Doctor cannot sue for implied defamation
General Motors sent a notice to its employees indicating that it would no longer honor disability slips from a list of ten physicians, including Athar Siddiqui, an Internal Medicine Specialist. Although the Notice stated that it was not accusing the doctors of incompetence and that employees could still treat with the doctors, the tenor of the notice clearly implied that the doctors were guilty of some form of incompetence or dishonesty. Siddiqui demanded a retraction and when he didn't get it, he sued. He argued that GM was guilty of implied defamation and intentional interference with a business relationship.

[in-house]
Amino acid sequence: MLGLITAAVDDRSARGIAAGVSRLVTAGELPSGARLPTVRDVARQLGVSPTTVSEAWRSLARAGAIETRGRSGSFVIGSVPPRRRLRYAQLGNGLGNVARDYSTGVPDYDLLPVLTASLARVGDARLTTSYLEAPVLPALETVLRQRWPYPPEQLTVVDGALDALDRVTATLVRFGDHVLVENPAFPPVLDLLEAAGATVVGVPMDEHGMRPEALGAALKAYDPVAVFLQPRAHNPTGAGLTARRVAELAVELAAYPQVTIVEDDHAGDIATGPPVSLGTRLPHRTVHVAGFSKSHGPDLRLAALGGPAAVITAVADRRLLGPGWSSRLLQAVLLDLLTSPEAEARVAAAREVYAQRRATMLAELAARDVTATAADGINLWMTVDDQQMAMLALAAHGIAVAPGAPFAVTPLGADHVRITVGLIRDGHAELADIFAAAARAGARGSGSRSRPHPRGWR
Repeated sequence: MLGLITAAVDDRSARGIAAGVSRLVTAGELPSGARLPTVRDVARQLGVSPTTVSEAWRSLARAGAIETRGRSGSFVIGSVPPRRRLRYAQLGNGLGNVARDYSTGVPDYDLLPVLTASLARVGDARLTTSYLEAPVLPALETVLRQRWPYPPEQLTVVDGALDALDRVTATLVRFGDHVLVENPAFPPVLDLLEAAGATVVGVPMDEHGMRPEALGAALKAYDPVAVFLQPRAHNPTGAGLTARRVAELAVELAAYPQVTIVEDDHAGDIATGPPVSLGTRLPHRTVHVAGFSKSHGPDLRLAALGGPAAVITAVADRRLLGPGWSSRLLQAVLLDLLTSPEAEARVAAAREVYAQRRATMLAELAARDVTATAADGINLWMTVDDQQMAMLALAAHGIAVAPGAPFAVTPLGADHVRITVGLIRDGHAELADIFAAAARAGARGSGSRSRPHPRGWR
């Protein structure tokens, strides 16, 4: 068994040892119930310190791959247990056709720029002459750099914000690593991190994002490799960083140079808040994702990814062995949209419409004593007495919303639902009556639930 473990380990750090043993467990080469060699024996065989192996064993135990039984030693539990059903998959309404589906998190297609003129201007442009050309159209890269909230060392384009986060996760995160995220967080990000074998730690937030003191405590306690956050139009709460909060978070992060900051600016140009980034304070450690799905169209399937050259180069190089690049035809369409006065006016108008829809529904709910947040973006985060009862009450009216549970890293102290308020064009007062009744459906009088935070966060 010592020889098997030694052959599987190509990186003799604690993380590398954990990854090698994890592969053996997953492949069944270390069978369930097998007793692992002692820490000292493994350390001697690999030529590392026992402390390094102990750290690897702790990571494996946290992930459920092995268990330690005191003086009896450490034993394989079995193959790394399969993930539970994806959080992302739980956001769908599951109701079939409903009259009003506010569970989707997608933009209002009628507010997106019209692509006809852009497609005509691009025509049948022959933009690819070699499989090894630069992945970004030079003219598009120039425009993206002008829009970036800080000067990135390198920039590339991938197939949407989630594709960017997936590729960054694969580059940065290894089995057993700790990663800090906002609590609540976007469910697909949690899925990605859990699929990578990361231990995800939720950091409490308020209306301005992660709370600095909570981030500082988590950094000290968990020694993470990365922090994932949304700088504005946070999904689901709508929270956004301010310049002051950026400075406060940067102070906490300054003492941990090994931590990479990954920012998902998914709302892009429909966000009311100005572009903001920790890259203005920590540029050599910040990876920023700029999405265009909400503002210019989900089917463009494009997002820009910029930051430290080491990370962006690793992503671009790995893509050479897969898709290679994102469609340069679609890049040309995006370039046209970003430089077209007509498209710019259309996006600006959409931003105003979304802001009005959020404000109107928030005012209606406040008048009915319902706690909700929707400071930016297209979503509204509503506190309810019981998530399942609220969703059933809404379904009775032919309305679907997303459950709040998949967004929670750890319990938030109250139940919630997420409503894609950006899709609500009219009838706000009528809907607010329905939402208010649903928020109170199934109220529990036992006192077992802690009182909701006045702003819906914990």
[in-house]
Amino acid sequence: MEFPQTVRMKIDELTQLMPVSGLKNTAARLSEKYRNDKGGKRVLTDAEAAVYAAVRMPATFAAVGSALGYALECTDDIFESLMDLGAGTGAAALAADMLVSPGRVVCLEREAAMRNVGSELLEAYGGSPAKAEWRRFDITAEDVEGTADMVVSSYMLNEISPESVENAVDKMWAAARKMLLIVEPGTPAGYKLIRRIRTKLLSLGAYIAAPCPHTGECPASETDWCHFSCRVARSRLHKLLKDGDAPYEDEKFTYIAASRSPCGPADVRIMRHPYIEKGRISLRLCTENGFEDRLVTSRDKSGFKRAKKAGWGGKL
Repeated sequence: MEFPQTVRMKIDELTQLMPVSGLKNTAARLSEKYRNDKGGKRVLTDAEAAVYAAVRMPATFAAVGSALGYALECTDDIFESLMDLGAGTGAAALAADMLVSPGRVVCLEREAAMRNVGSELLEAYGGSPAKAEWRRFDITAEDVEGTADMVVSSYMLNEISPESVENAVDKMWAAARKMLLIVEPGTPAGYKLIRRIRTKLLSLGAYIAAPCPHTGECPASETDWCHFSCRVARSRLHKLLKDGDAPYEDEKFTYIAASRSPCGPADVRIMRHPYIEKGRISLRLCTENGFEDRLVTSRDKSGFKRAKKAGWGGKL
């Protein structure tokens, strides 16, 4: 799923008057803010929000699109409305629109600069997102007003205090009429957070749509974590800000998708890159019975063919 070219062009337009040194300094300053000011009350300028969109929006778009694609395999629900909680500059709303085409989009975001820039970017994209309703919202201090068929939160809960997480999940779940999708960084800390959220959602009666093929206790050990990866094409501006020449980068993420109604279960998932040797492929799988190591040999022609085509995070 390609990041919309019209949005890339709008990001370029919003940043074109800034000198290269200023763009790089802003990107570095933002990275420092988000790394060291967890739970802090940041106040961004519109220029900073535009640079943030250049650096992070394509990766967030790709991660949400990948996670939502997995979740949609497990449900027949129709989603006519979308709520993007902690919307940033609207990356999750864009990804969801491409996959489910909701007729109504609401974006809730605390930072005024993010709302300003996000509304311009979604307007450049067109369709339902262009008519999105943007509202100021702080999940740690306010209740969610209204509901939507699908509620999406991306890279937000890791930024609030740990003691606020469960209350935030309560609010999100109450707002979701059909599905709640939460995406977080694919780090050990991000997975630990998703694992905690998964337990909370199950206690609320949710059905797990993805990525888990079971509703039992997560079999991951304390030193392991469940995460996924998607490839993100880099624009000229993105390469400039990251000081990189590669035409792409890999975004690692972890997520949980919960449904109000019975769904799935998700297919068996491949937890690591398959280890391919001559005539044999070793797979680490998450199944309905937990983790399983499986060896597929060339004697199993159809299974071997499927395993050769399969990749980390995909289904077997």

Siddiqui relied heavily on a case in which a nurse sued her hospital employer after she was fired. The hospital was involved in an overdose scandal and had issued a press release that clearly implied that the nurse had been discharged for her involvement in the overdose. In fact, she had been fired for denouncing the overdose error in the presence of the victim's family. The Court held that this was defamation by implication and allowed the nurse to sue. Siddiqui argued that his case was justified by the same legal analysis. The Court of Appeals rejected this argument, holding that because of the inane disclaimers in GM's notice to employees, Siddiqui had not been defamed. It also ruled that GM's notice had merely "changed its policy" and that "informing [employees] of a change in its policy is not a "per se" wrongful act" that would constitute an interference with business relationships.